Interview with New York City Rising Star Pastry Chef Fabian von Hauske of Contra & Wildair

by D. J. Costantino
February 2017

D.J. Costantino: How did you get your start? 
Fabian von Hauske:
I started working at a bakery in Mexico City, and then came to the United States for school at the French Culinary Institute. There, I met Jeremiah [Stone] and did some work with Dave Arnold. From there, I met Johnny Iuzzini and worked with him at Jean Georges. Then I did a stage with Ben [Shewry] at Attica in Australia, came back to the States, and helped Dave open Booker and Dax. I did some consulting work before Jeremiah and I opened Contra in 2013. We opened Wildair a couple years later. 

DC: Who’s your mentor?
FVH:
Johnny Iuzzini. Johnny is very nuanced, and has a ton of knowledge about what he's doing. He would be able to tell that something wasn't done properly just by looking at it. A lot of pastry chefs are closed-minded, but for him, creativity came naturally. He also has a pretty savory approach to a lot of his pastry, and was able to create a lot à la minute.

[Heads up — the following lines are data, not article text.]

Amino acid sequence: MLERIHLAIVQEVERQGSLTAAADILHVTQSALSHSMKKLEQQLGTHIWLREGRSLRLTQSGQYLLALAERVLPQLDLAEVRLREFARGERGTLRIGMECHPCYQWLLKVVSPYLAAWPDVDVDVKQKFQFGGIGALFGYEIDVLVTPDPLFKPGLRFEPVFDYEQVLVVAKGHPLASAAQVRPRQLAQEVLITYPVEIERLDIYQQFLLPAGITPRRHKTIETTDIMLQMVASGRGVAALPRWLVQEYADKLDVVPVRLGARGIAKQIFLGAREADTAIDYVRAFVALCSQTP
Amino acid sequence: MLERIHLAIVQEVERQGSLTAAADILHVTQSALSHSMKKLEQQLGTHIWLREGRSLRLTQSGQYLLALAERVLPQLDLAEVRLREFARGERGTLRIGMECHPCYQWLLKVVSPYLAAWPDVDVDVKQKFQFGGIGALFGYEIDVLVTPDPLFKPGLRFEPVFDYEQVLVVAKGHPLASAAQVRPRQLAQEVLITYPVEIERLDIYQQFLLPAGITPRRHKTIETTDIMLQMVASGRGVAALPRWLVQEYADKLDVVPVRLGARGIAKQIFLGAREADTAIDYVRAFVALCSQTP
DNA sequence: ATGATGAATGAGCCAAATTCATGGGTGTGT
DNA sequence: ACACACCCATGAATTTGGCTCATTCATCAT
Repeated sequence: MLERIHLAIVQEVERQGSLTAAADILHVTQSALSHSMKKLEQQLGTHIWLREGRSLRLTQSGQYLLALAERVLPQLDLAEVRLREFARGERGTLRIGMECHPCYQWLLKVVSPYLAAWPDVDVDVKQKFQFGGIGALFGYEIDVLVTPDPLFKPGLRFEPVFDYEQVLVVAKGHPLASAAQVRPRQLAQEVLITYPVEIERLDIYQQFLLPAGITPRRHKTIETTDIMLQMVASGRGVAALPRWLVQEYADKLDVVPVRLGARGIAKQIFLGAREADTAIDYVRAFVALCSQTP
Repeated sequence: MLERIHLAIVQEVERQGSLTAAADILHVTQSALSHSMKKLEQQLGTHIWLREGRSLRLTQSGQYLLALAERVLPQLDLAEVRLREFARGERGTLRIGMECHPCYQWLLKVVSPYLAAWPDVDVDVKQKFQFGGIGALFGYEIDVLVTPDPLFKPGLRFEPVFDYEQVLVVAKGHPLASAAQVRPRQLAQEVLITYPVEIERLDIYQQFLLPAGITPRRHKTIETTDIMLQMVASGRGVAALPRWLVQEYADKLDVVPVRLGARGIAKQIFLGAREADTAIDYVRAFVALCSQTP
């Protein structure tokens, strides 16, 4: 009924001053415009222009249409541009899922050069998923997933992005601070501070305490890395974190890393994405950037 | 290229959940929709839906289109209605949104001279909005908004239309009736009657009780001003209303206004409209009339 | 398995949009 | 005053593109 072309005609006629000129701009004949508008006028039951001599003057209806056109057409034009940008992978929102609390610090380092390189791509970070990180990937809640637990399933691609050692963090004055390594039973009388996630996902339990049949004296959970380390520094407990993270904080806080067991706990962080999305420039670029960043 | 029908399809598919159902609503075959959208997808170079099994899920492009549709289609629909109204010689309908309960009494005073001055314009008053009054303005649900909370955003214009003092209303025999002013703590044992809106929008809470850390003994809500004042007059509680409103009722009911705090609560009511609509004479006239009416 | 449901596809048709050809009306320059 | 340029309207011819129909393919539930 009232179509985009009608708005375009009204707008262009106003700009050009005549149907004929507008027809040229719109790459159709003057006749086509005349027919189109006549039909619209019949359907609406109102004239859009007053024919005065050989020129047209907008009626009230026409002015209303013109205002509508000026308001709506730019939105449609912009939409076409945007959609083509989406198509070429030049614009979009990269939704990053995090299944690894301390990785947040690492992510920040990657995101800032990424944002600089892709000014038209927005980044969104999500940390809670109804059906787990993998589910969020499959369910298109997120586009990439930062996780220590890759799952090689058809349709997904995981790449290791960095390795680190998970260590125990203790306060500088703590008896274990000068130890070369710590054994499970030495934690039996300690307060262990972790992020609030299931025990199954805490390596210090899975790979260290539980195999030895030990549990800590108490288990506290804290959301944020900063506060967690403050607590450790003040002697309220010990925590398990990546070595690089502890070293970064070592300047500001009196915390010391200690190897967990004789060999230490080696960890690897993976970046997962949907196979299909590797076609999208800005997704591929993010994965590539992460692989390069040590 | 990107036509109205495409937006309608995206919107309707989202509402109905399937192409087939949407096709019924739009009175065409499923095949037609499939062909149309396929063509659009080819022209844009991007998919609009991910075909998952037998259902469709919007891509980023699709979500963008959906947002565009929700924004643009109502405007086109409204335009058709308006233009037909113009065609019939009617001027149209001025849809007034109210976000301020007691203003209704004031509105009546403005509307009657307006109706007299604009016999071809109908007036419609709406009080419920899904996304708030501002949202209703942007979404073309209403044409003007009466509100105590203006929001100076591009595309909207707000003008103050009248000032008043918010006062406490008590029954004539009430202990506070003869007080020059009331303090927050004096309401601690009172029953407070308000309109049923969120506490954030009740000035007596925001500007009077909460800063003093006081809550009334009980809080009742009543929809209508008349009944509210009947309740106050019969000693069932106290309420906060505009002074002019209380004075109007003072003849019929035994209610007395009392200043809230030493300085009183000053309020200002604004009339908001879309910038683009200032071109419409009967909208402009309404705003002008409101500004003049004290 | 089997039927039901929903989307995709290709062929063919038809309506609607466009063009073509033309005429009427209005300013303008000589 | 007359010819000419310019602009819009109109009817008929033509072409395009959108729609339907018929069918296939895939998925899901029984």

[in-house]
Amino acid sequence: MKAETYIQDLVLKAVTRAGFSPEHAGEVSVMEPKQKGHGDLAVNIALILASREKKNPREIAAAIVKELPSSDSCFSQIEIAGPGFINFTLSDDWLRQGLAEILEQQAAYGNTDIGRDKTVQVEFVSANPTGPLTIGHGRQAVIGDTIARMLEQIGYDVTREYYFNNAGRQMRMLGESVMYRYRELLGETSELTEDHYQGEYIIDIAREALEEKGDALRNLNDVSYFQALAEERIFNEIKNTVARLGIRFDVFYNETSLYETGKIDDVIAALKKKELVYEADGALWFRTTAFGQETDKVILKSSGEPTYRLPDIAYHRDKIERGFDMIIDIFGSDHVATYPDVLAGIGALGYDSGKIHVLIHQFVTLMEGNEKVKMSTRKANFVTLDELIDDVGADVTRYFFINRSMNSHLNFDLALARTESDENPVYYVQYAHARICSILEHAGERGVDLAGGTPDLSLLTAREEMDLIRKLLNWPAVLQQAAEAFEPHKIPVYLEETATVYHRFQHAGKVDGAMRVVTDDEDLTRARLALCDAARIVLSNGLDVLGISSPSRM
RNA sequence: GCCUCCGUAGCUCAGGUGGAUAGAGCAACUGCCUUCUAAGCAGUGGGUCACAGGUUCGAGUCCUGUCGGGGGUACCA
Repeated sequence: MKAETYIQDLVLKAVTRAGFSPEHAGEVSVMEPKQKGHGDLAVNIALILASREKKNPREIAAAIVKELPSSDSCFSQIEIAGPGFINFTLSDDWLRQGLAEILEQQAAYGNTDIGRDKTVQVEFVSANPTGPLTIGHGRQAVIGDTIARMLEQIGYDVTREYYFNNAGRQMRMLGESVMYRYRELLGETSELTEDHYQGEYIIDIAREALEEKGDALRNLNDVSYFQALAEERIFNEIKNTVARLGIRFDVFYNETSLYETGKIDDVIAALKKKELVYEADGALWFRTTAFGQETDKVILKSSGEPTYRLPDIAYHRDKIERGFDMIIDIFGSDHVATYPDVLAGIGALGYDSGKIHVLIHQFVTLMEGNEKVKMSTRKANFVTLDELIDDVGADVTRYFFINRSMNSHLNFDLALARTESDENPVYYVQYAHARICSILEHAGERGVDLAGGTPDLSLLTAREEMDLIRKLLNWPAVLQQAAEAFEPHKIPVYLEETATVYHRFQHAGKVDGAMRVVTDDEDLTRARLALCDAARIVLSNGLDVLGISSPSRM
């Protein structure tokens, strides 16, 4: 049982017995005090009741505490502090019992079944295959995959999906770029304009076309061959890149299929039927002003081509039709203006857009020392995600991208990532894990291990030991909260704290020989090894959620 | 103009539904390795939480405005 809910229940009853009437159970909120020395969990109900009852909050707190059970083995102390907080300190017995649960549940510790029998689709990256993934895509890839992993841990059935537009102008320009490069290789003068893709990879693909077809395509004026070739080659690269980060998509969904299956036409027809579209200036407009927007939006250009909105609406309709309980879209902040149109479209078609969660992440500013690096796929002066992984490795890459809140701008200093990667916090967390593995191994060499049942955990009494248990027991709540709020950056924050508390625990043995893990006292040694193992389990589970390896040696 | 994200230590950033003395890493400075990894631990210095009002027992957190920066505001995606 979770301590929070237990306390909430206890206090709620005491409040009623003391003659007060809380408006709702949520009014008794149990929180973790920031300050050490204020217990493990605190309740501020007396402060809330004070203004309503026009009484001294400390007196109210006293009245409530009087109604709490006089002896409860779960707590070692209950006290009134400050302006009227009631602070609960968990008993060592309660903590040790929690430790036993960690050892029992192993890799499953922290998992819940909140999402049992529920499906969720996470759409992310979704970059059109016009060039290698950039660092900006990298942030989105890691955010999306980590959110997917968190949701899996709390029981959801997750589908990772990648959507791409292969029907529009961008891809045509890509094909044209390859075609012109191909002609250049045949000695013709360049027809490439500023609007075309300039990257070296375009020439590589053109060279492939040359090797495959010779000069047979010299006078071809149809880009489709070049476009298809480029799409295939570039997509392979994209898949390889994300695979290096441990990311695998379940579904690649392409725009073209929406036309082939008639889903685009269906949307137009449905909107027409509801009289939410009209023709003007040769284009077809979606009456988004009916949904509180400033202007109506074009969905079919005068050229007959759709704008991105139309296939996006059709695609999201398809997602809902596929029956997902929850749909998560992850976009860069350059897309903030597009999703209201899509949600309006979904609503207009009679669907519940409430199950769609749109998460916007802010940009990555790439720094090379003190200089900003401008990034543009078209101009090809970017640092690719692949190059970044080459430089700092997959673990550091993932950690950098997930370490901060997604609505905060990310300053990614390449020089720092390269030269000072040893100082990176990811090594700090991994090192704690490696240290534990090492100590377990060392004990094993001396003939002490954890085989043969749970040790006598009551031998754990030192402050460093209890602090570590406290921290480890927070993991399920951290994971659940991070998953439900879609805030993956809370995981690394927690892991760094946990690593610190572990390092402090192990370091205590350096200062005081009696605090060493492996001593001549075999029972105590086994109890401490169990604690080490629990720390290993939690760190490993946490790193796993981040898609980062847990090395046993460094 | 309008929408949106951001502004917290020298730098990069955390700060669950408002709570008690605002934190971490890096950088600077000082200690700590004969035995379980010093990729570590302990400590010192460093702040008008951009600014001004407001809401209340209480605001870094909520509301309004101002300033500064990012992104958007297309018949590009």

DC: How are you involved in your local culinary community?
FVH:
I’m involved with ICE. We'll go there and share our story with students, and help them as much as we can. I’m an immigrant, so I did a dinner for the Immigrant Justice Corps. I’m still living here on a visa. I'm an immigrant from Mexico, and I’ve been here for 10 years. My sister lives here, she's worried; the guy who works at the deli where I get my coffee is worried. So I approached the Immigrant Justice Corps, and we did a charity dinner with Bon Appétit. It’s something I’m very passionate about, and I don’t know what's going to happen, so I’m just trying to help however I can. We also do guest chef dinners every month where we bring in friends to cook at our restaurants.

DC: What’s your approach to mentoring your staff?
FVH:
One of the most important things to know as a restaurant owner is that the people who work for me now aren't going to stay here forever. My job is to make sure that my people will go on to do great things, and that everyone leaves the restaurant a better person than they were when they came in.

DC: What’s your five year plan?
FVH:
To keep improving our restaurants. We got a Michelin star this year, and we want to keep making them better and better. I’m a part-owner, and we want to open another place. I want to be better at what I do. I always have ideas, and I travel a lot and learn from it.